Ladies and Gentlemen,
Not only in our regular dialogue with Churches and religious associations or communities under article 17, but also in our daily interactions with the third countries, are religious leaders our key partners. I would like to stress it as the commitment to support communities and people in their countries and regions that are endangered by violence and destruction, is in line with my approach, as well as with the Resolution of the European Parliament that requested that the EU Humanitarian Aid and Cooperation units fully cooperate in their work directly with the recognised leaders of the targeted ethnic and religious minorities and include them in their plans for, and in the practical implementation and distribution of, the aid, in order to better meet their needs and those of the population in general. Recently, I have received a clear support from the religious leaders of the Middle East countries as well as from our European partners, to implement this method of cooperation. Furthermore, in October, I will meet in Brussels Patriarchs from Syria, and I am looking forward to continue our cooperation with religious leaders also during my missions in the region.
My thematic priority is to work harder for interfaith reconciliation, dialogue and long term peace building. These political priorities should be accompanied by a concrete and efficient support, in particular in the field of education, interfaith dialogue, reconstruction and preservation of cultural heritage, as well as assistance to the refugees wishing to return to their homeland. With this in mind, I would like to stress that we are already, together with the services of the European Commission, preparing missions in some countries such as Iraq and Jordan. Iraq is a strategic country within the Middle East area, from where Abraham, respected by all three monotheistic faiths, was called to accomplish his vocation. This country was, however, wounded by horrific waves of conflicts and wars, and it is our common responsibility to help those who, since centuries, lived together, often in a fragile state of coexistence and peace, to have capabilities to restore peace and live again in their communities.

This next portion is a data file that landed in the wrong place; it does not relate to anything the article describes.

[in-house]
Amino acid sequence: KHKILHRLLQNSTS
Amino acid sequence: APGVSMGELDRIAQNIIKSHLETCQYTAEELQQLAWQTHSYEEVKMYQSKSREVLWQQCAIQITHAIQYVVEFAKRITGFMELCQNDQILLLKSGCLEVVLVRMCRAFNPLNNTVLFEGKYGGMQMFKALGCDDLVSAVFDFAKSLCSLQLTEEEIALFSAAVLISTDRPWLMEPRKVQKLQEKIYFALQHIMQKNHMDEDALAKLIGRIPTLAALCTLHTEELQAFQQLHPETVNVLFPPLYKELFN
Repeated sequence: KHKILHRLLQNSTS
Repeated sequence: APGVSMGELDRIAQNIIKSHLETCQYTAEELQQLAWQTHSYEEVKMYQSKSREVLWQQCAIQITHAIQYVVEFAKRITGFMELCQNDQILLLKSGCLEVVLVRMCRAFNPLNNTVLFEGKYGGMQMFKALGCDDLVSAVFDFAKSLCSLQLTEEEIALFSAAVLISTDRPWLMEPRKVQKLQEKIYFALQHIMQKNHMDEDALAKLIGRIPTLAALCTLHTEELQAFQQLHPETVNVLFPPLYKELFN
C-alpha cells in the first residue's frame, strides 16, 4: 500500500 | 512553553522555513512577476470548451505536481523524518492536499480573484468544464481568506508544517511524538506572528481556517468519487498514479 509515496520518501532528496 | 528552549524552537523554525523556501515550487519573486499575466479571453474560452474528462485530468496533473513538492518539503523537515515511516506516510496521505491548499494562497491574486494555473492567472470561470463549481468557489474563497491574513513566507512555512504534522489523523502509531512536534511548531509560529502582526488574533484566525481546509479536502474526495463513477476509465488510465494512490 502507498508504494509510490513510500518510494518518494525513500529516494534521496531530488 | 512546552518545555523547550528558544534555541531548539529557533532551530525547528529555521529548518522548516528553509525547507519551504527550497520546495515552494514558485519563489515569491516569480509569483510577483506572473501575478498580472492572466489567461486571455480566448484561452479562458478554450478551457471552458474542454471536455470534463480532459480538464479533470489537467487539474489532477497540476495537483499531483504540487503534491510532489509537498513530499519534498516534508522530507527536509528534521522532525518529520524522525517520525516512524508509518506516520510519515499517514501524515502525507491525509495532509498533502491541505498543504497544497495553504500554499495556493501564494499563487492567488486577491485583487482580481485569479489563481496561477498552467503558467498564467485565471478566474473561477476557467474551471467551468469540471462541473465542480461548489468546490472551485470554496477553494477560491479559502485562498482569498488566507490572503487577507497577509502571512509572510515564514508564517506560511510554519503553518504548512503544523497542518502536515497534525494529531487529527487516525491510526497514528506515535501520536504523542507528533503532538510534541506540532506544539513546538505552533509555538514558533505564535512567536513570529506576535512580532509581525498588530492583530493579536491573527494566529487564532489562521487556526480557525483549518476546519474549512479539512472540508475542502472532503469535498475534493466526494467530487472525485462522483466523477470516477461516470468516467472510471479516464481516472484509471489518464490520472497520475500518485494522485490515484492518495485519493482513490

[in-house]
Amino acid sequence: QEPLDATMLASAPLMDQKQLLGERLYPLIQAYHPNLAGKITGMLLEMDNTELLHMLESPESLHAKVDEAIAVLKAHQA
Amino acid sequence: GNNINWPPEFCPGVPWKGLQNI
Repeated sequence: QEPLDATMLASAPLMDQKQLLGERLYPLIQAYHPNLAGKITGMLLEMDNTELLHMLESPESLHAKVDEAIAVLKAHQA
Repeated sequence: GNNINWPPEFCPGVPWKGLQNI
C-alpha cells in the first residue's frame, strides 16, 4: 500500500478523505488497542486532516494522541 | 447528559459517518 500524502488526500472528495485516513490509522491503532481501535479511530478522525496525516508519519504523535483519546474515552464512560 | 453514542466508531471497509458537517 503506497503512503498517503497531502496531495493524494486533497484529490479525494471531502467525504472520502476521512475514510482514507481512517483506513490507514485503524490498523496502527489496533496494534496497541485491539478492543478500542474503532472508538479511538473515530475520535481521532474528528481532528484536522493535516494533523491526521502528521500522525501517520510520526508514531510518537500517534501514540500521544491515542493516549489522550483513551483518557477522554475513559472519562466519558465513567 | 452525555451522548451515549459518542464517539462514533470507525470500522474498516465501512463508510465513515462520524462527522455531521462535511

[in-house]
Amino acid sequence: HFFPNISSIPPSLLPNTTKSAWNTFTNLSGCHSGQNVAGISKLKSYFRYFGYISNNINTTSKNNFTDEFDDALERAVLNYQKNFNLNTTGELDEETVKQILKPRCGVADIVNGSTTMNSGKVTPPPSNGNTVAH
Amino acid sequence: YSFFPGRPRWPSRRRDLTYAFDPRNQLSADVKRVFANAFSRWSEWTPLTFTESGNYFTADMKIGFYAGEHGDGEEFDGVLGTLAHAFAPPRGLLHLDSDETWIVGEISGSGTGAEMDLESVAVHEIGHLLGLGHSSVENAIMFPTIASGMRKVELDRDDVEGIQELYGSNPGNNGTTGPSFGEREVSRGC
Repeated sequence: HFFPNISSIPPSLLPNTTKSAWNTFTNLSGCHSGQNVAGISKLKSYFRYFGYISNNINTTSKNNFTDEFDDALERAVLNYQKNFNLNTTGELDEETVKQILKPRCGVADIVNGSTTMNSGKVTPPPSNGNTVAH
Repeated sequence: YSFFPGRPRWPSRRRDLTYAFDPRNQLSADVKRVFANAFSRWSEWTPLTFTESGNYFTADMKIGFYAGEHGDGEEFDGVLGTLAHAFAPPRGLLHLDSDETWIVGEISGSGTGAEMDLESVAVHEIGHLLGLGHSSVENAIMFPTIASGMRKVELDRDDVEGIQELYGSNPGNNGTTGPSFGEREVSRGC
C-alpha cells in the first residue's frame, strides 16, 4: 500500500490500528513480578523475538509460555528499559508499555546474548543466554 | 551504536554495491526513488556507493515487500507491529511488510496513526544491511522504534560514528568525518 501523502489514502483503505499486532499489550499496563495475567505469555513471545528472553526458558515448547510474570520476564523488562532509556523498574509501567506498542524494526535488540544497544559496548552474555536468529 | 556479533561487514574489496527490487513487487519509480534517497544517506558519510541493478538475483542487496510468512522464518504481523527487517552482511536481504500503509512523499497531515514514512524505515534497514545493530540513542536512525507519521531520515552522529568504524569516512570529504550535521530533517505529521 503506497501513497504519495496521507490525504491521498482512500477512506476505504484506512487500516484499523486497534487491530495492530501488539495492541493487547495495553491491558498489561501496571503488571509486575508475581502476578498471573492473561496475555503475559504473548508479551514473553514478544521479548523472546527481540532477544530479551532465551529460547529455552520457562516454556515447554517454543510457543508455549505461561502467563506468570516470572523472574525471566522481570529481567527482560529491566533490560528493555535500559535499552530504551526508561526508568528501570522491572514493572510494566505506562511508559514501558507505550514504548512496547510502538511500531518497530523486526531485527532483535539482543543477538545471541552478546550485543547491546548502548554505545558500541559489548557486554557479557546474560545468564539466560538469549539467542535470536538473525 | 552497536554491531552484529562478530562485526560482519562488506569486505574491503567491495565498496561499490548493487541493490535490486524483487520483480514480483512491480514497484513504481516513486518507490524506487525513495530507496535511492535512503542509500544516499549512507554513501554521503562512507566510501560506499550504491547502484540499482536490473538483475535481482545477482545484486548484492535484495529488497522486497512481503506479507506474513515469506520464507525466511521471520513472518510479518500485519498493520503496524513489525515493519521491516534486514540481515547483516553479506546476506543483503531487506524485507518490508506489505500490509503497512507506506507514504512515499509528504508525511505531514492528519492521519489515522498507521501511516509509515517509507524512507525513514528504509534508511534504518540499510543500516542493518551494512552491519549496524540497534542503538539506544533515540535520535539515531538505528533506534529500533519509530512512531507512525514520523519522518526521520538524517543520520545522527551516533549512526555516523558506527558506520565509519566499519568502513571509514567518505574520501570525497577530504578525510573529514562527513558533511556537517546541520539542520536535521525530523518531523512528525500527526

Ladies and Gentlemen,
Being in America, I would like to finish with an interesting historic example of Alexis de Tocqueville, author of Democracy in America, first published in 1835. In his famous report of his visit to America during the 1830s, Tocqueville mentions discussions with American Catholic priests who not only praised religious liberty but even clearly appreciated the secular Constitution. For Tocqueville such attitude was a big surprise, as his native French clergy position was completely opposite to a secular Republic, influenced by the French Revolution. This example illustrates the impact of personal historic experience and clear advantages of freedom of religion or belief for minority populations. The experiences of Roman Catholics in America later also had an enormous impact on the Second Vatican Council and the declaration Dignitatis Humanae.
During the 19th century, Catholics used to be a religious minority in America. Today, in a globalised world, there is not a single country, where we cannot find religious minorities. One may think of Muslims in Europe, Christians in India or Pakistan, Hindu in Malaysia, or Christians, Jezidi and Shia Muslims in Iraq. Those who really care for their own religion, usually care for the religious freedom of other believers, in particular if they suffer harassment, discrimination or even persecution. Practising solidarity in a credible and sustainable manner also implies opening oneself up to the problems with which other minorities are confronted. Such a dialogue can become an entry point for commitment on behalf of freedom of religion or belief, here in the United States, in my native Europe, but also in other countries of the world.
Thank you for your attention.
Ján Figel’ Special Envoy for promotion of freedom of religion or belief outside the EU